If you knew me in high school and college, I would have told you that I was going to be a doctor when I grew up. I took all of the necessary classes and tests to go to med school, I applied and went on interviews, and I was accepted to several schools; but something did not feel right. There was something in me that said it was not the right path for me. Soon after that, I received an email looking for a chemistry teacher at a small private school in Waco. Although the thought had never occurred to me prior to that email, I decided to apply. After a couple of trips to Waco, I officially became a teacher at Vanguard. Anxiety fell over me, as I had no clue what to expect when I got here. Fortunately, I was well equipped to handle this transition in large part due to the education I received at Austin College. I had very little trouble effectively presenting the material and knew how to manage my time well, which are both skills I learned in college that are extremely important for teaching.

Many people believe that your degree must be in the same field you plan to work in: for example, in order to be a teacher you would need a M.Ed. or a teaching certificate; but that is not necessarily true. According to a report from CNBC, the top five attributes that employers are looking for are internships, work experience, college major, extracurricular activities and volunteering (Cappelli). Based on this, a person can still succeed in a field outside of his or her main area of study in college. Like many others, I believe experience is an invaluable asset and a person’s ambition can definitely make him or her a valuable asset to any company or institution. There are also opportunities for certificates and training to build your resume once you find an area in which you would like to specialize in after college.

Liberal arts schools are often small in size, which affords a student the opportunity to have a more enriching experience. Students can interact with their professors on a more personal level and gain a better appreciation for their subject. These professors are passionate about their courses and look to inspire their students. This was very evident when I was in college. A friend of mine who was taking an introductory chemistry class at a large university described his classroom experience to me. I was shocked to learn that the professor barely covered material that was imperative to the subject. I firmly believe that students learn more when they know their teacher is engaging and a master of his or her subject.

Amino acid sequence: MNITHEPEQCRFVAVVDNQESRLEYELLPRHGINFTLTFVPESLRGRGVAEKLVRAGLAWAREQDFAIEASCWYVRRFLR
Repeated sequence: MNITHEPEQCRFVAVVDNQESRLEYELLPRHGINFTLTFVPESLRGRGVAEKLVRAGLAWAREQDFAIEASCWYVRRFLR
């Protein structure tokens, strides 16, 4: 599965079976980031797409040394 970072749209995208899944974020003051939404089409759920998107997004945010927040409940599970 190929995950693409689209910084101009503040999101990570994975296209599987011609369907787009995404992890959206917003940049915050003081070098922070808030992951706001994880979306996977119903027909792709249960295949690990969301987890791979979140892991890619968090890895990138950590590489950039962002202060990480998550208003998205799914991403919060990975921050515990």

Receiving a liberal arts education can be a fulfilling experience and one that I think students (especially those at Vanguard) should always consider when looking at colleges.


What are some good Liberal Arts Schools?

The following sites provide a helpful list of the top rated Liberal Arts Schools.

U.S. News 2017 National Liberal Arts Colleges Rankings


Niche 2017 Best Liberal Arts College


Forbes 2016 Top Liberal Arts Colleges





Works Cited

“What Is a 21st Century Liberal Education?” Text. Association of American Colleges & Universities. https://aacu.org/leap/what-is-a-liberal-education, 18 Apr. 2014. Web. 28 Nov. 2016.

“A Liberal Arts Education.” Yale College Undergraduate Admissions. http://admissions.yale.edu/liberal-arts-education, n.d. Web. 29 Nov. 2016.

Altschuler, David Skorton and Glenn. “No. 5: Liberal Arts – Pg. 6.” Forbes. http://www.forbes.com/pictures/fgek45hg/the-least-valuable-college-majors/, n.d. Web. 28 Nov. 2016.

Cappelli, Peter. “Go Ahead, Get That Liberal Arts Degree.” CNBC. http://www.cnbc.com/2015/06/17/go-ahead-get-a-liberal-arts-degree-commentary.html, 17 June 2015. Web. 1 Dec. 2016.